It’s All About the Tomatoes
The tomatoes are at their best right now. I’m dreading the day, and I know it will be sooner than I’d like it to be, when the tomatoes are done for the year. It will be a sad day.
In the meantime, just as Howard is obsessed with daily ears of corn, I feel the same about tomatoes. Cherry tomatoes, heirloom tomatoes, or regular old Jet Star tomatoes, they are all so good right now.
There are so many different ways to eat them. Plain old sliced tomatoes, tomatoes with spiced salt, with fresh mozzarella in a Salad Caprese. This week I was on a tomato tart kick. I made two different tarts and have a third planned for tomorrow.
The first tart was adapted from a recipe from David Lebowitz’s website. An unbaked pastry crust is slathered with a mixture of Dijon and seeded mustards. Sliced tomatoes are layered on top, then sprinkled with slivered basil, drizzled with extra virgin olive oil, and topped with slices of fresh goat cheese. The tart is baked until the cheese on top is starting to brown. The sharp mustard flavor is a nice counterpoint to the sweet tomatoes and the tangy goat cheese. This tart was a hit.
French Tomato Mustard Tart
Adapted from this recipe from David Lebovitz
Serves 4 to 6
- 1½ cups flour
- 4½ oz unsalted butter, cut into small pieces
- ½ tsp salt
- 1 large egg
- 2-3 Tbsp cold water
2 Tbsp Dijon mustard
1 Tbsp whole-grain (seeded) mustard
2-3 large tomatoes, sliced
2 Tbsp olive oil
1 Tbsp slivered basil (or other fresh herbs)
3 oz fresh goat cheese, sliced into 6 or 7 rounds
Preheat the oven to 425F.
Combine the flour and salt in a bowl. Add the butter, and using a pastry cutter or your hands, rub the butter into the flour until it has the texture of cornmeal. Whisk the egg with 2 Tbsp of water. Make a well in the center of the flour mixture then stir in the egg mixture with a fork, until the dough holds together. If it doesn’t come together, add the extra tablespoon of water.
On a floured surface, roll the tart dough into a 12-inch round. Fit the pastry into a 9-inch tart pan with a removable bottom. Fold the edges over to reinforce the sides of the tart. Run the rolling pin across the top of the pastry to make it flush with the top of the pan. Place the tart pan on a piece of parchment paper on a baking sheet. (The parchment will make it easier to lift the warm tart pan off the baking sheet later.)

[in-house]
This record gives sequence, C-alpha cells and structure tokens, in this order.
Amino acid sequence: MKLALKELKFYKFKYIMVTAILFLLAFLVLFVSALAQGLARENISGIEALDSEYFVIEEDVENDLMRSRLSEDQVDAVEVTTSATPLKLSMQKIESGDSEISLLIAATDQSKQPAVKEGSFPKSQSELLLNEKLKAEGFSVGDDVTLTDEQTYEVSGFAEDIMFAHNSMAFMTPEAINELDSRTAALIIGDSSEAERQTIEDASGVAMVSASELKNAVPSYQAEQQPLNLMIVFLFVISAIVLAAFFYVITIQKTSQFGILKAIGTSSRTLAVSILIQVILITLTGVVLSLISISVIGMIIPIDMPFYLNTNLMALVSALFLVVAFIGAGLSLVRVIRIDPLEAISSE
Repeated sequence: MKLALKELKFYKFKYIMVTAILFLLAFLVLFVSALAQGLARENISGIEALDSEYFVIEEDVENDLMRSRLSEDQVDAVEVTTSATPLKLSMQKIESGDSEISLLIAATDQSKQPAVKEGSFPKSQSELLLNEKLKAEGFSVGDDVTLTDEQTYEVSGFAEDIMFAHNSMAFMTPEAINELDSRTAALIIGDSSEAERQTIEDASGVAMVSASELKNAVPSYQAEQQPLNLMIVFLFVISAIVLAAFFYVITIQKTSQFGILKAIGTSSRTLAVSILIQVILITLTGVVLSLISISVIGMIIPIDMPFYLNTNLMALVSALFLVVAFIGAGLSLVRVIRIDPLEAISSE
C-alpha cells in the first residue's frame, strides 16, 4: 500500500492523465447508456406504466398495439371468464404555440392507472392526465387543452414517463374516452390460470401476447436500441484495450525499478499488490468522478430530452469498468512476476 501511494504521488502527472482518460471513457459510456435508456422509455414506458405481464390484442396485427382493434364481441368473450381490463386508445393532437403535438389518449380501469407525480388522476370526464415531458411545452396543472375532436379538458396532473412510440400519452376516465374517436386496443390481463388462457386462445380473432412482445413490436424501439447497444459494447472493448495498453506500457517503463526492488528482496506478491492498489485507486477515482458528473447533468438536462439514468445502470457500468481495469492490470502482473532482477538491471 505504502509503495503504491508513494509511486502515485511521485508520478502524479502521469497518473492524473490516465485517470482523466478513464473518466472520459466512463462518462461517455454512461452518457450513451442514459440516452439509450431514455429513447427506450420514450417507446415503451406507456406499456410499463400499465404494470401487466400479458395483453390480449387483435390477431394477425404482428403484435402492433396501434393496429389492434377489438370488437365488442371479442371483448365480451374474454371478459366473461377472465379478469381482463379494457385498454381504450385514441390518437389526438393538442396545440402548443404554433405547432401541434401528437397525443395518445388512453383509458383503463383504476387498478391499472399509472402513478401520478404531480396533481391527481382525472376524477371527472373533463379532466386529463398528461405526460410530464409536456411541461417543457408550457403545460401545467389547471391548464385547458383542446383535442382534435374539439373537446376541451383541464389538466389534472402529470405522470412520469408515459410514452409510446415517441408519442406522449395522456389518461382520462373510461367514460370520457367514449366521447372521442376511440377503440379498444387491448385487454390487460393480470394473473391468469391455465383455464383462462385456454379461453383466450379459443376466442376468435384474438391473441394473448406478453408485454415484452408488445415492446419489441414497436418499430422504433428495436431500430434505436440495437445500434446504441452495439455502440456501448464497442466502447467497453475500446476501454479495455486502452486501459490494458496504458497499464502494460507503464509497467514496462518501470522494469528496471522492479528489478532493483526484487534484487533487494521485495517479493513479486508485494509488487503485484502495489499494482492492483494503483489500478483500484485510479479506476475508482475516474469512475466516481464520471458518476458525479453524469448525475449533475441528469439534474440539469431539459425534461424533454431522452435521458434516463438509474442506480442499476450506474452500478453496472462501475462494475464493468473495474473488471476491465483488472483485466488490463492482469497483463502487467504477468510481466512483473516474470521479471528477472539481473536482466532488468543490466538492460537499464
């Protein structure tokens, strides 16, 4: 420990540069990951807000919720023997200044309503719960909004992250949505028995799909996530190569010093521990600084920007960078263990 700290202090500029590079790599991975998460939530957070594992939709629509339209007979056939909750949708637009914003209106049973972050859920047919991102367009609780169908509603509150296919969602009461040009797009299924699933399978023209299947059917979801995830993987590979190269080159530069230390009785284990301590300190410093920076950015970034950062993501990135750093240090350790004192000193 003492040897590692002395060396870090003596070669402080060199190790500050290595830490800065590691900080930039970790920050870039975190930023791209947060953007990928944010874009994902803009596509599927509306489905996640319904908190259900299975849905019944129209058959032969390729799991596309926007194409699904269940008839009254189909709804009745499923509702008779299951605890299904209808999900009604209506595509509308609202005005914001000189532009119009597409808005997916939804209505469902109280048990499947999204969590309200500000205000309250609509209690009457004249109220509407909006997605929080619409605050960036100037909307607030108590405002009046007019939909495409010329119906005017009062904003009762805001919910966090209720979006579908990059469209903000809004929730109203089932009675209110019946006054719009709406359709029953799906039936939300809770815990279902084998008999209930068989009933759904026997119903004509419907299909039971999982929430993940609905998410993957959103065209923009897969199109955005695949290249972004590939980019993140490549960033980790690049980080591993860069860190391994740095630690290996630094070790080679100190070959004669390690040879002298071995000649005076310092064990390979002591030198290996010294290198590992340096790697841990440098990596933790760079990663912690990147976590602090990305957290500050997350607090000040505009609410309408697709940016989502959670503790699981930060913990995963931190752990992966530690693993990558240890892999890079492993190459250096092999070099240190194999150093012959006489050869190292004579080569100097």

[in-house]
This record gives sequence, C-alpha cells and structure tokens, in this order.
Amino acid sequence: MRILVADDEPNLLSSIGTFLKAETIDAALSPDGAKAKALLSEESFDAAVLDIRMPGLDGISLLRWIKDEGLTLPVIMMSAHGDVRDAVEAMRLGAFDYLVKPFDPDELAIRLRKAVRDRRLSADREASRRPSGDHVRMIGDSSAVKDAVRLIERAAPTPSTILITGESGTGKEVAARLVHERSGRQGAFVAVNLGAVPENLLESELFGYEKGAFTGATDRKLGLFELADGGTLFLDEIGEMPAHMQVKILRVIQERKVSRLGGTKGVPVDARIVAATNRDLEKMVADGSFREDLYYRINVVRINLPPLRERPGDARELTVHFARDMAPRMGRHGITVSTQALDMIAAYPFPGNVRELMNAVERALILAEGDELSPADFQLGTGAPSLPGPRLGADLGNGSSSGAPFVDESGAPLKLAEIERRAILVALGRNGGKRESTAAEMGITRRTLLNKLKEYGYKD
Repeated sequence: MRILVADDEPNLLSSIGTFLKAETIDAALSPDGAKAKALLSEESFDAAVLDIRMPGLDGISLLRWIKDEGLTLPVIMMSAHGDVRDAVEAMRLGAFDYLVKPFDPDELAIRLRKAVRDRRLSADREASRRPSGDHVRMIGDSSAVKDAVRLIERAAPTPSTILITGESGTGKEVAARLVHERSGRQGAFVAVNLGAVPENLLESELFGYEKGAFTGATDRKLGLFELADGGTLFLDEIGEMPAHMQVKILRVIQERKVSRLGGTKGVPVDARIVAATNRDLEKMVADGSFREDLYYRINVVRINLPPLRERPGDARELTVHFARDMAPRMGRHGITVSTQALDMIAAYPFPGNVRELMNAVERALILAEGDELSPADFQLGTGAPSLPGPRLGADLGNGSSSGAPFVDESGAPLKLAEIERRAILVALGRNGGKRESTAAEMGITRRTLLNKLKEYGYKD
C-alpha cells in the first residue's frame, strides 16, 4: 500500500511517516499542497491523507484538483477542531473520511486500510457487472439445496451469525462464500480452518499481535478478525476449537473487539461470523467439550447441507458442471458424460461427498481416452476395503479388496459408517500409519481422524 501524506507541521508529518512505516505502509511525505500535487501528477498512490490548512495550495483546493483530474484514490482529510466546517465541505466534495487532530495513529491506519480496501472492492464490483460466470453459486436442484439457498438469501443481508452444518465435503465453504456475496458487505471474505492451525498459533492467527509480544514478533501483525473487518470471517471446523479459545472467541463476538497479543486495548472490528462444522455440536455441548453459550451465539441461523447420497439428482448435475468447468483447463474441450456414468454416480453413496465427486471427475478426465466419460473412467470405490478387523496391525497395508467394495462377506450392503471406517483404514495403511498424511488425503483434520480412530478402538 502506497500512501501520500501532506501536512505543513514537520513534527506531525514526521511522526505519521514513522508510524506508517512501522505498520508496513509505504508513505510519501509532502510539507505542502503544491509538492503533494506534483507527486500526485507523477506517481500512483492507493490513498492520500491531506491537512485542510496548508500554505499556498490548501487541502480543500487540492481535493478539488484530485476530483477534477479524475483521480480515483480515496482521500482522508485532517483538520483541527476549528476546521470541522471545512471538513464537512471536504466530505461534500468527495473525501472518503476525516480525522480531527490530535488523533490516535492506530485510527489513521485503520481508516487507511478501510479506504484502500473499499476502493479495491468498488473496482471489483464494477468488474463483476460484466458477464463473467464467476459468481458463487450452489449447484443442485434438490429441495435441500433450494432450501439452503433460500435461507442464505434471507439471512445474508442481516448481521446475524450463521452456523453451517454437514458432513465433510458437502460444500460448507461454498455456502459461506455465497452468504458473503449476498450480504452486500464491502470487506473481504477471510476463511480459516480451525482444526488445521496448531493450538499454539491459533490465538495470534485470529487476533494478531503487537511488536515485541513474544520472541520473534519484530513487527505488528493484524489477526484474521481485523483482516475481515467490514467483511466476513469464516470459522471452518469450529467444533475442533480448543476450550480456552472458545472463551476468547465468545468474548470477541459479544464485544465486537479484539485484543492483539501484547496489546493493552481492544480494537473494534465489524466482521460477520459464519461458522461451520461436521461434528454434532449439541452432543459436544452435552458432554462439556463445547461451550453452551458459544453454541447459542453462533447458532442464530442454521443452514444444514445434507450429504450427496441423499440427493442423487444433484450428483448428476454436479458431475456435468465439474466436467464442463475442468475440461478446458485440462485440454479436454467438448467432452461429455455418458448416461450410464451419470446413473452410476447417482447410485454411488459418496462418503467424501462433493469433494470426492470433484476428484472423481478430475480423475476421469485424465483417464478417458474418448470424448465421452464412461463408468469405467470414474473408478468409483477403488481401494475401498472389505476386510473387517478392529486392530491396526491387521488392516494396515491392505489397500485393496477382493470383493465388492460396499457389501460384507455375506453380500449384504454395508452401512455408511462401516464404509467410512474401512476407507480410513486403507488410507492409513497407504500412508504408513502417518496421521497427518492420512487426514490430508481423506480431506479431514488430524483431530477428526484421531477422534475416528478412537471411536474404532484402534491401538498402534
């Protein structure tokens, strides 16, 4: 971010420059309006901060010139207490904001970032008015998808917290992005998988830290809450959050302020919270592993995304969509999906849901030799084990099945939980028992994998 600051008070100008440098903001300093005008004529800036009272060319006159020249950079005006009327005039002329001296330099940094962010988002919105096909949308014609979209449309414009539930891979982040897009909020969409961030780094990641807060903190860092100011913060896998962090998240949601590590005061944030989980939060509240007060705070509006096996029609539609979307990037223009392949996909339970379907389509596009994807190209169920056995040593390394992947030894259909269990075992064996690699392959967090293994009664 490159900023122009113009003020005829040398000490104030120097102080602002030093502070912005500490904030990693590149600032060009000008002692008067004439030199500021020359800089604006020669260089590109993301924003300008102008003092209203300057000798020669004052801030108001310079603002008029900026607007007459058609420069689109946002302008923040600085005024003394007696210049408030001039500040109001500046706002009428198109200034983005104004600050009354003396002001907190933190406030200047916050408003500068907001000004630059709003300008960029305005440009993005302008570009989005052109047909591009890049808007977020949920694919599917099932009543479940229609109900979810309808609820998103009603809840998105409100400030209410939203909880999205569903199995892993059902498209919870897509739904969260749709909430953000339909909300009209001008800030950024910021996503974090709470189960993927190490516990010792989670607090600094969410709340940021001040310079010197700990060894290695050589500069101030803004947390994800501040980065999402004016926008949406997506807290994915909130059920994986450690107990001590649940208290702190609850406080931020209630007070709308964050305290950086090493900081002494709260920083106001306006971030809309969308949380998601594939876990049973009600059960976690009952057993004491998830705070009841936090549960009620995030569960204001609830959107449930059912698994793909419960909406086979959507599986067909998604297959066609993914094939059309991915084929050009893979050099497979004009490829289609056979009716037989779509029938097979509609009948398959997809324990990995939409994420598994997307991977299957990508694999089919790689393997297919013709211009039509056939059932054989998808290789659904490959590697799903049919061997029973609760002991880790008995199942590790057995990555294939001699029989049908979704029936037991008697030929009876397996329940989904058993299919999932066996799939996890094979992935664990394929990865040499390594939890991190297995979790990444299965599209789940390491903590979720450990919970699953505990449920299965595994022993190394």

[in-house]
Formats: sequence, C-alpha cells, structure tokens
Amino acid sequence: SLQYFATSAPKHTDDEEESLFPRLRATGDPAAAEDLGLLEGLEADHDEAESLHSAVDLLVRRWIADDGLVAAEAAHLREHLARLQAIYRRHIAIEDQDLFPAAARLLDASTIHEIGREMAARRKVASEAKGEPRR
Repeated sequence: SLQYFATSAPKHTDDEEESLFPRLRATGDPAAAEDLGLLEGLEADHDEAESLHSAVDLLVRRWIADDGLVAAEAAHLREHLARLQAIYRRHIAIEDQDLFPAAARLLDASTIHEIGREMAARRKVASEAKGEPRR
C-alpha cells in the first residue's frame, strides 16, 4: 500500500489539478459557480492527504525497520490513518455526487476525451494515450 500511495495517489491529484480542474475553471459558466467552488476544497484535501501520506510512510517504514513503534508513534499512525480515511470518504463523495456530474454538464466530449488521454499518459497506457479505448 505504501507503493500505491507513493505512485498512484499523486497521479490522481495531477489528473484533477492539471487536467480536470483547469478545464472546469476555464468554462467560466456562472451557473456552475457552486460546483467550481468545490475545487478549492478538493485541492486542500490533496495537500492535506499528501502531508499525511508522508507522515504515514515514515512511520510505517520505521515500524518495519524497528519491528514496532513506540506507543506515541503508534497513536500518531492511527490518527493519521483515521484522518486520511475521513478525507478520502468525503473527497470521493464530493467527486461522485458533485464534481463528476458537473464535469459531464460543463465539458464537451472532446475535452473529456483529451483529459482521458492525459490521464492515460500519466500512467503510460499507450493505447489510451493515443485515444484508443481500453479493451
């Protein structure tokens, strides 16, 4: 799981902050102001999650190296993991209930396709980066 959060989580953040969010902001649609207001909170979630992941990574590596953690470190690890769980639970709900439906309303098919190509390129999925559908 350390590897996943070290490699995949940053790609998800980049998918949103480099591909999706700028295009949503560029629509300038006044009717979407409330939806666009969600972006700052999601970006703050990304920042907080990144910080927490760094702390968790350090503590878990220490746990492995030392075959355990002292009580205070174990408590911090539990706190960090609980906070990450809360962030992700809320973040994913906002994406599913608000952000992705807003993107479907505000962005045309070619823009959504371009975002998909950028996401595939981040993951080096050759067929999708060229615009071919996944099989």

Whisk together the two mustards in a small bowl. Spread on the base of the pastry crust. Layer the tomatoes on top of the mustard. Sprinkle with the chopped herbs, then drizzle with the olive oil Finally, arrange goat cheese rounds on top of the tomatoes.
Bake for 30 minutes, or until the dough is cooked and the cheese is browned. Tomatoes should be tender.
The second tart recipe came from my sister Jane. The crust for this tart is made from several sheets of phyllo dough brushed with garlicky butter and stacked. The crust is topped with a layer of shredded mozzarella cheese. Next come the sliced tomatoes and topped with a generous sprinkle of crumbled feta cheese. After baking, the tart gets sprinkled with slivered basil.
This tart wasn’t as good as the other, but has possibilities. For one thing, my phyllo sheets were sort of small, maybe 8½ x 11. I have a feeling that I should have used two slightly overlapped sheets for each layer to make a bigger tart. I can see puff pastry working as another option. Also, I used fresh mozzarella, and I think that was a mistake. I can’t believe I’m saying this but supermarket mozzarella would have been sturdier and might not have tasted as watery. All the flavors should work together, so I think I need to give it another chance with these adjustments.
Tomato Phyllo Tart
¼ cup butter, melted
2 garlic cloves, minced
8 sheets of phyllo dough
1 cup shredded mozzarella cheese
2 tomatoes, sliced
4 oz feta cheese, crumbed
¼ cup slivered basil leaves
Lightly oil a large baking sheet. Preheat the oven to 375F.
Combine the butter and garlic. Place 1 phyllo sheet on the pan. Brush with butter mixture. Repeat with the remaining phyllo sheets and butter mixture.
Sprinkle phyllo with mozzarella to within 2 inches of the edges. Top with sliced tomatoes. Sprinkle with feta. Roll phyllo edges to form rim. Bake 20 to 25 minutes, until phyllo is crisp and cheese is melted. Sprinkle with basil just before serving.
Finally, I’m planning to make this Spicy Tomato Pie for lunch tomorrow.
How many more delicious tomato dishes can I make before the season’s over? If you have any suggestions, send them my way!